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Shifting LNG demand

LNG Industry,

On 11 March 2011 a 9.0 magnitude earthquake occurred approximately 75 km east of the Oshika Peninsula of the Tohoku region in northern Japan. The earthquake triggered a series of destructive tsunami waves that subsequently struck the Japanese mainland, in some cases travelling 10 km inland.

As a result of these events it is expected that Japan’s electric power companies will increase utilisation of gas-fired power generation capacity in order to offset reduced nuclear power generation output. With only very limited indigenous gas production, any significant increase in gas consumption will result in higher imports of LNG. With imports of LNG into Europe reaching record highs in recent months it is conceivable that import levels will decline as a higher demand pull from Asian markets causes spot prices in Northeast Asia to strengthen and draw LNG supply out of the Atlantic Basin, possibly forcing spot gas prices in Europe to increase. What is the potential magnitude and timing of incremental Japanese LNG demand and what will be the impact on European LNG import volumes?

European energy demand

Since the middle of 2008 the quantity of LNG entering the European market has continued to grow with import volumes for 2010 some 55% higher at 64.7 million t than the three year annual average of 41.7 million t for the period 2006-2008. However, statistics at the regional level mask diverging geographical trends that have developed over the last five years. In the period to the end of 2008 LNG imports into the Mediterranean market had been on an increasing trend while those into Northern European market had been on a declining trend. Until 2008 the main driver of LNG import growth in the Mediterranean region was Spain where gas demand had been boosted by relatively strong economic growth, limited gas supply alternatives and low hydropower output as a result of lower-than-average rainfall.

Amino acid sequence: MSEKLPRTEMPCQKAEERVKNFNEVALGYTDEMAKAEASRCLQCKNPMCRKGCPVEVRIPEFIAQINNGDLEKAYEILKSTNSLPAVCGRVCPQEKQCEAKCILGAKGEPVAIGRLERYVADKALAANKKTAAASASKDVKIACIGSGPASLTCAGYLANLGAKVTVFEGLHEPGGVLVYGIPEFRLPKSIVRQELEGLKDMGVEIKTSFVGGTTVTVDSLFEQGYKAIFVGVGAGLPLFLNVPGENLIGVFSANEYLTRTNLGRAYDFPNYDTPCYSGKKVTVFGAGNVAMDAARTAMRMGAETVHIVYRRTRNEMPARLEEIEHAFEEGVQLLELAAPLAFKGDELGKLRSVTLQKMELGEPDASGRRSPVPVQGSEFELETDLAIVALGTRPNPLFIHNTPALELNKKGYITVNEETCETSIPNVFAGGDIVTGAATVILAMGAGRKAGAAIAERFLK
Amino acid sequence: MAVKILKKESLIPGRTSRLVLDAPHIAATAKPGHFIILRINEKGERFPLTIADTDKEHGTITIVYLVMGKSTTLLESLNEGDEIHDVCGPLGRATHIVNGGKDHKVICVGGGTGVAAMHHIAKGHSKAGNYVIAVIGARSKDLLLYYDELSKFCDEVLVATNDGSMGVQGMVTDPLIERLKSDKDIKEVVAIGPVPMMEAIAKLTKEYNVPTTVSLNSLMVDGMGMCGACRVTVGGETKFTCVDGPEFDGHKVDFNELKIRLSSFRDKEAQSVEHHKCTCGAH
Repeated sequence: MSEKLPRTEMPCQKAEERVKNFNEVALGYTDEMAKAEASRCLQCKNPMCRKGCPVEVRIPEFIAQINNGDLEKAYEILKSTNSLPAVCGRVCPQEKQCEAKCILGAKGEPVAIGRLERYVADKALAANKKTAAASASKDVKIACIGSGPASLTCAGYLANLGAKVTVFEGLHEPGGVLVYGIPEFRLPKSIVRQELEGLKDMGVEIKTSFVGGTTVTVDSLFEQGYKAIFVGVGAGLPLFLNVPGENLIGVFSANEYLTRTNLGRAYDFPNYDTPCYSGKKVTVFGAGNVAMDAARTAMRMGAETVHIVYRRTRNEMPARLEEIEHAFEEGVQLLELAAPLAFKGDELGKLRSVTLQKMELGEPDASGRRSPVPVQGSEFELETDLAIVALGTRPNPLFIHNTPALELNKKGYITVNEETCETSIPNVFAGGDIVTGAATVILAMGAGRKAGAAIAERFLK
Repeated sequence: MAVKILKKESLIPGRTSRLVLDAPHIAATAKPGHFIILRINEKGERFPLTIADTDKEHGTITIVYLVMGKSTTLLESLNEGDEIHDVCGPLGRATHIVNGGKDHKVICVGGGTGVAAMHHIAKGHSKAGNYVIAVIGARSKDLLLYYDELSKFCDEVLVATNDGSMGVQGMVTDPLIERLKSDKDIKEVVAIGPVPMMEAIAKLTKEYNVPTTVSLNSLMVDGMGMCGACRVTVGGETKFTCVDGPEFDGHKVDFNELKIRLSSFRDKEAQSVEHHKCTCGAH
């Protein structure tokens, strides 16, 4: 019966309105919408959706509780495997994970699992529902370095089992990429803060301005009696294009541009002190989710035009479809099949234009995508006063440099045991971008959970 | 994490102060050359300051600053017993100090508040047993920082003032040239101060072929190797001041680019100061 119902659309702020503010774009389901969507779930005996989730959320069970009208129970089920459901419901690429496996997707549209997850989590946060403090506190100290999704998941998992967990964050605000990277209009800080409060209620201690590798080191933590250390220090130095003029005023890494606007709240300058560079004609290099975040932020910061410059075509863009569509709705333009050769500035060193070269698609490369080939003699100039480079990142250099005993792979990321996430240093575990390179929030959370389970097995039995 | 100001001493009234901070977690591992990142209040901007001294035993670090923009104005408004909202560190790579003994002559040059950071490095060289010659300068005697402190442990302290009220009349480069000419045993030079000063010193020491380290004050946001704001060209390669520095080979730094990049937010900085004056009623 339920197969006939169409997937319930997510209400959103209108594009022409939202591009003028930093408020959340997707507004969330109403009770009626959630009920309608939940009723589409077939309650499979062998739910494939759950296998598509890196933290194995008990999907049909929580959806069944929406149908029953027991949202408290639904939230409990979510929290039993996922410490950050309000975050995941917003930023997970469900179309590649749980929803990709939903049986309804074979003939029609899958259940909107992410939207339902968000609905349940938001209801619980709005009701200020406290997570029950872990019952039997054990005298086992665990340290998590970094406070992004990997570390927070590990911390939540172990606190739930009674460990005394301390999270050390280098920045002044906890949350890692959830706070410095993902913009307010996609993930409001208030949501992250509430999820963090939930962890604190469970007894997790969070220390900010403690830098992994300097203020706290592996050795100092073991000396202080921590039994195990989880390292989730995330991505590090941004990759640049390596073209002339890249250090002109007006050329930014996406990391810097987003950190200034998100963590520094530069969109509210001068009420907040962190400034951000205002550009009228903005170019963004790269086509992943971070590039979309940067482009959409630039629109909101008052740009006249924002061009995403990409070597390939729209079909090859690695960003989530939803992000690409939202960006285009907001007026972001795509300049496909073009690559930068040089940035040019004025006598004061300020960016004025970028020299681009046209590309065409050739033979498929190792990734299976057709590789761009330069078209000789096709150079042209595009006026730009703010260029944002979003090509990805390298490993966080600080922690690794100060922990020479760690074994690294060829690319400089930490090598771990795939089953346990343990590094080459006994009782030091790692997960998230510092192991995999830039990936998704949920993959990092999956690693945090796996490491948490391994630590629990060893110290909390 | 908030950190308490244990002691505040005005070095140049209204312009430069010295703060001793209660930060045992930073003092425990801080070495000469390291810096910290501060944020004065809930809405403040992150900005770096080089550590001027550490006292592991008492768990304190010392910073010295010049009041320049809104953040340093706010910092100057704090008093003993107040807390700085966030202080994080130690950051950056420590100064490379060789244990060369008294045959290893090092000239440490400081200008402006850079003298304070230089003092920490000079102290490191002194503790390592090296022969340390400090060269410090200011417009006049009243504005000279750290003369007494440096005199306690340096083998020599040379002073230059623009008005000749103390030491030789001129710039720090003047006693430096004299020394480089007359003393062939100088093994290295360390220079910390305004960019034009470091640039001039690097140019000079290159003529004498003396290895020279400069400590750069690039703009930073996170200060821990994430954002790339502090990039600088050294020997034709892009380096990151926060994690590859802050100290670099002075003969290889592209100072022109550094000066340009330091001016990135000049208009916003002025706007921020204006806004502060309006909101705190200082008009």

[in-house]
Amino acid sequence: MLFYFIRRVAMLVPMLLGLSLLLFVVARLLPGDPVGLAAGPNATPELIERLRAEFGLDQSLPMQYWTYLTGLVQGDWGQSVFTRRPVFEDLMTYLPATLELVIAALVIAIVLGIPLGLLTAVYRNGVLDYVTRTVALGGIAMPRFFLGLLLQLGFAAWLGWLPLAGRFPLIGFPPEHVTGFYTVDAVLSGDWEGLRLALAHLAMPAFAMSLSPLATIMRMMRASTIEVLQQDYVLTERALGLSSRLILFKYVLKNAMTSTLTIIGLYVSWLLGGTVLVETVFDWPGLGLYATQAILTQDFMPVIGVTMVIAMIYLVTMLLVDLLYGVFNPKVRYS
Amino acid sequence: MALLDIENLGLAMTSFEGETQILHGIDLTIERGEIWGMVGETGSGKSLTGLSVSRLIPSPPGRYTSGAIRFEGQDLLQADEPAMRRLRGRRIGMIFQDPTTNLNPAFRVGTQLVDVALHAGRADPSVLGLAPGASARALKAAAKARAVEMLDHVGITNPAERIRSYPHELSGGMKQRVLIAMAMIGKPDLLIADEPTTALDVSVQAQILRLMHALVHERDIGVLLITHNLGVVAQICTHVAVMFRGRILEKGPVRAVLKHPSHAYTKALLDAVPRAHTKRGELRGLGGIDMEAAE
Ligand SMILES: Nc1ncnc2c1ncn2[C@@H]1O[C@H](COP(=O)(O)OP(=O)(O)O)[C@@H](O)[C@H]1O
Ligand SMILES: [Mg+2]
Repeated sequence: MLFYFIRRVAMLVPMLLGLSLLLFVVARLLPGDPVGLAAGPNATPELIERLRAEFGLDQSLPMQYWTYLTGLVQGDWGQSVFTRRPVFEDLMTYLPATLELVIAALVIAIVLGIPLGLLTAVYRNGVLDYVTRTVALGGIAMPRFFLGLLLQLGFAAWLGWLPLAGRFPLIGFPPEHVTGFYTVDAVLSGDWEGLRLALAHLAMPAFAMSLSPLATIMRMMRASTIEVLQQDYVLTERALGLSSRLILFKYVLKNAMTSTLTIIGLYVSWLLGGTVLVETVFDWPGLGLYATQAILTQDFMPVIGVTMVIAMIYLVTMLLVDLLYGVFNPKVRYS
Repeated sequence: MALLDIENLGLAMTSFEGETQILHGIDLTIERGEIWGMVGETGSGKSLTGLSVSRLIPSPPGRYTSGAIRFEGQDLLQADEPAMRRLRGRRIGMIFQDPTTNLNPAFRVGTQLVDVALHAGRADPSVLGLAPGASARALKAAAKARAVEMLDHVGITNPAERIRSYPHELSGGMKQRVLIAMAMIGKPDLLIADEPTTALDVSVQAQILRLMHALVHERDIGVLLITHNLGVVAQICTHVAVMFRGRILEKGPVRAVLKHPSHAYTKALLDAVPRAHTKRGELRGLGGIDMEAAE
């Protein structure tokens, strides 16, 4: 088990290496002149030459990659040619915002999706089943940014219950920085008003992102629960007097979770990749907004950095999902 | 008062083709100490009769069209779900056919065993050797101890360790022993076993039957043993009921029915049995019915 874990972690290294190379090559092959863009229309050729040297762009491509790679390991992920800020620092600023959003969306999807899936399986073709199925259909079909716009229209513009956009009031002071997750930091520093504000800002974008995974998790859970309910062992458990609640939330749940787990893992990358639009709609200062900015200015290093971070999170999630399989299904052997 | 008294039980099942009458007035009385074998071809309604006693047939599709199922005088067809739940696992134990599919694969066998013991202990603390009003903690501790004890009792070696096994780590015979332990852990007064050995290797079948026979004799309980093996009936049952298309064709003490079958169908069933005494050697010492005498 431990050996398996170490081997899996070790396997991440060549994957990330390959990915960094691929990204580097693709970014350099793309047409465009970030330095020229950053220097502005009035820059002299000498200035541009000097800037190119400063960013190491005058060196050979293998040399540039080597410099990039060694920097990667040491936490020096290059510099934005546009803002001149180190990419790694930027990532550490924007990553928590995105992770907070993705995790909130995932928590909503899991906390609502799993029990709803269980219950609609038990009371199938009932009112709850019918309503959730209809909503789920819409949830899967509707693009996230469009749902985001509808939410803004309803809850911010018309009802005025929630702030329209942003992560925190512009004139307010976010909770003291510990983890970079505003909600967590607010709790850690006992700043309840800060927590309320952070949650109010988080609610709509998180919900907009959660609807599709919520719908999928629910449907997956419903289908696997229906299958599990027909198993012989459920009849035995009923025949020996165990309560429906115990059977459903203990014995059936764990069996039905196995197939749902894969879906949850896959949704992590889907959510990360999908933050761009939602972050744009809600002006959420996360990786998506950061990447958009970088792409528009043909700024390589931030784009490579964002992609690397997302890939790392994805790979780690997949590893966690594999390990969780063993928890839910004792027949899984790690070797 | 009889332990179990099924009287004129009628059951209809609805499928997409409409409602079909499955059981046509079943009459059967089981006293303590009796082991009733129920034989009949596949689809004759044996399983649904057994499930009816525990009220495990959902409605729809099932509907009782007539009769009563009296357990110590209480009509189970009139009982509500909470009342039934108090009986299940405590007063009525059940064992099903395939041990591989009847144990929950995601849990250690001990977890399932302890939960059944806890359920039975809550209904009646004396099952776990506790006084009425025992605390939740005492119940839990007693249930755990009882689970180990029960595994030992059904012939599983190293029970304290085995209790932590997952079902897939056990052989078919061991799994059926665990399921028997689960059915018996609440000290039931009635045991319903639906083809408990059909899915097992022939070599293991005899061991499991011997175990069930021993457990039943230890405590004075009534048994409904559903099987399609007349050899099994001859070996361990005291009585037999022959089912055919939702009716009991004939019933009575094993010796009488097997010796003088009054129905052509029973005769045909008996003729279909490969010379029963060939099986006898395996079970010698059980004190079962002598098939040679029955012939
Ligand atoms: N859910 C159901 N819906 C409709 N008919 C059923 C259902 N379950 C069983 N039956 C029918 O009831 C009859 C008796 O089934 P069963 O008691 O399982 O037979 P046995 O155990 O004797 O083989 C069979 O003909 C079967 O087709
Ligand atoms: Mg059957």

Unfortunately, the Mediterranean economies fared particularly badly in the economic crisis with the result that both gas demand and LNG import quantities declined in early 2009 and only started to grow again towards the end of 2009.

The UK has Europe’s longest established, deepest and most liquid gas trading hub, the National Balancing Point (NBP) market, with the result that, following commissioning of additional LNG import capacity in 2009, the UK has been viewed by LNG marketers as an attractive outlet for flexible LNG supply and used as a gateway to the Continental European market. For some years now the UK has had a structural year round gas supply deficit that could be met by either imports of pipeline gas from Belgium via the UK Interconnector, Netherlands via the BBL pipeline or Norway via the Langeled and other pipelines, or as LNG.

Japanese generating capacity